The Cost of Running a Bed and Breakfast

Important Information for Aspiring Innkeepers

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Do you dream of opening your own bed and breakfast? A common misconception among aspiring innkeepers is that you will need a lottery winner's amount of money in order to open your business.

While having a large amount of liquid assets will no doubt give you more freedom and peace of mind, it is still possible (though unlikely) to start a bed and breakfast without a major capital investment.

One major factor in determining how much capital you will need is whether or not you already own a suitable building for your bed and breakfast.

The physical space, no matter if you are renting or considering purchasing the property will always be your biggest cost. This is why many homeowners choose to utilize their current living space for their bed and breakfast. This not only keeps initial operation costs down but also adds a level of warmth and authenticity only found in a home.

Eleanor Ames, who is a Certified Family Consumer Sciences professionals, and a retired innkeeper that ran the Bluemont Bed and Breakfast in Luray, Virginia along with her husband, warns new innkeepers that no matter how well you anticipate costs, you should always budget more money than you expect to spend, especially in the first year of operation.

Estimated Costs for Essential Items 

While there is no way to determine exactly what your costs will be, it's essential to determine a rough estimate of what you can expect to spend on essential items for your business.

Aside from the building and food costs, which are impossible to estimate given the dichotomy of real estate and food prices across the nation, other expenses, such as mattresses and room furnishings prices vary very little state to state and can be calculated using the information below. You should be aware, however, that personnel costs (such as maids) are not included because they are optional, and salary is determined by their state of employment.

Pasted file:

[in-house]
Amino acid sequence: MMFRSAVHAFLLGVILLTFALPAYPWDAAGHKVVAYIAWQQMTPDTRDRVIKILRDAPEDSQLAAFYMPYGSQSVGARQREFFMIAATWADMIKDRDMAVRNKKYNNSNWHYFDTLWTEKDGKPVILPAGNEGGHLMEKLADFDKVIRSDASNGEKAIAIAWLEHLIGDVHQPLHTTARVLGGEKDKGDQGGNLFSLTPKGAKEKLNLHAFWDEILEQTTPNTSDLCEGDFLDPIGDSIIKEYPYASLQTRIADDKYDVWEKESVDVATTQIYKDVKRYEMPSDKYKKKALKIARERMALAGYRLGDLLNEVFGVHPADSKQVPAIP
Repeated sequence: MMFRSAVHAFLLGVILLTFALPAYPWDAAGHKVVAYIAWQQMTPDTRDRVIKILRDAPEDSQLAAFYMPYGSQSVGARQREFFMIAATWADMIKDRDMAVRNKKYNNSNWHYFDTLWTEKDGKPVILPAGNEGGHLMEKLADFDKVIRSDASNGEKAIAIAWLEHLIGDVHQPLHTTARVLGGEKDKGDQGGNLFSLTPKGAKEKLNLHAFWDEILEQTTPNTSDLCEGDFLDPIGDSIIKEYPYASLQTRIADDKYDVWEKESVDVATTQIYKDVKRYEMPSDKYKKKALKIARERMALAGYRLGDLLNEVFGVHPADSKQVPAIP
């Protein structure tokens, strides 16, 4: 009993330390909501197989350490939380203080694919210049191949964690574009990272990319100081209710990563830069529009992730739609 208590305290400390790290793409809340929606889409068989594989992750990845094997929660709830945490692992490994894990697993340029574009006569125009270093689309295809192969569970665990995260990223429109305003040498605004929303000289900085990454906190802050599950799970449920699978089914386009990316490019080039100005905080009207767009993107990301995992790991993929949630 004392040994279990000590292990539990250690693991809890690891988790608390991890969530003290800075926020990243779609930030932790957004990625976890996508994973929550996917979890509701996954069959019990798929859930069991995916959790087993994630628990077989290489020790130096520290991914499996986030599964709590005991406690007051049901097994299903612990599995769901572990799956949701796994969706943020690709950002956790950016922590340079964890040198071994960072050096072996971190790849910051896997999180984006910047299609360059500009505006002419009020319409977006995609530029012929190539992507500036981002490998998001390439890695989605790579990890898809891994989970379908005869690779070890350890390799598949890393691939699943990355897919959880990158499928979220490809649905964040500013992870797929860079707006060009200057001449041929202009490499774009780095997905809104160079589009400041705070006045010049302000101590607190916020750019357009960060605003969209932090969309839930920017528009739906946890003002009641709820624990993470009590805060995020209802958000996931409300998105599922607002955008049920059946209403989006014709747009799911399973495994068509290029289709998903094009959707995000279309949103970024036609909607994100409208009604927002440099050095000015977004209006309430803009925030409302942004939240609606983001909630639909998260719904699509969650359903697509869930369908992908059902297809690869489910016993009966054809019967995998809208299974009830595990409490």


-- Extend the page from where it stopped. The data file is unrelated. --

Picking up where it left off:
• Room Furnishings and Renovations. The first step to achieving your bed and breakfast opening is to make sure that all of the electrical outlets, plumbing, and landscaping are up to code and aesthetically pleasing. You will also most likely have paint, at a minimum, each guest room, you will also have to foot the bill for any building repairs.
    • $10,000 - $15,000 is a good estimate to start, but it could be substantially more depending on the condition of the building and grounds.
    • Even if you take great care of the building, you can expect a minor renovation every ten years or so.
  • Mattresses, Linens, Pillows, and Blankets. You will want to make your guests feel as comfortable as possible, and this is easily achieved with soft sheets and a variety of pillows (it's best to have a combination of firm and soft options for guests).  
    • This estimate depends on the number of guest rooms your inn will have, as well as the size of the beds, but you should anticipate spending $500 (or more) per guest room.
    • Hotel sheets should feel crisp and new to guests, so make sure you replace the bedding (particularly the sheets) every five years.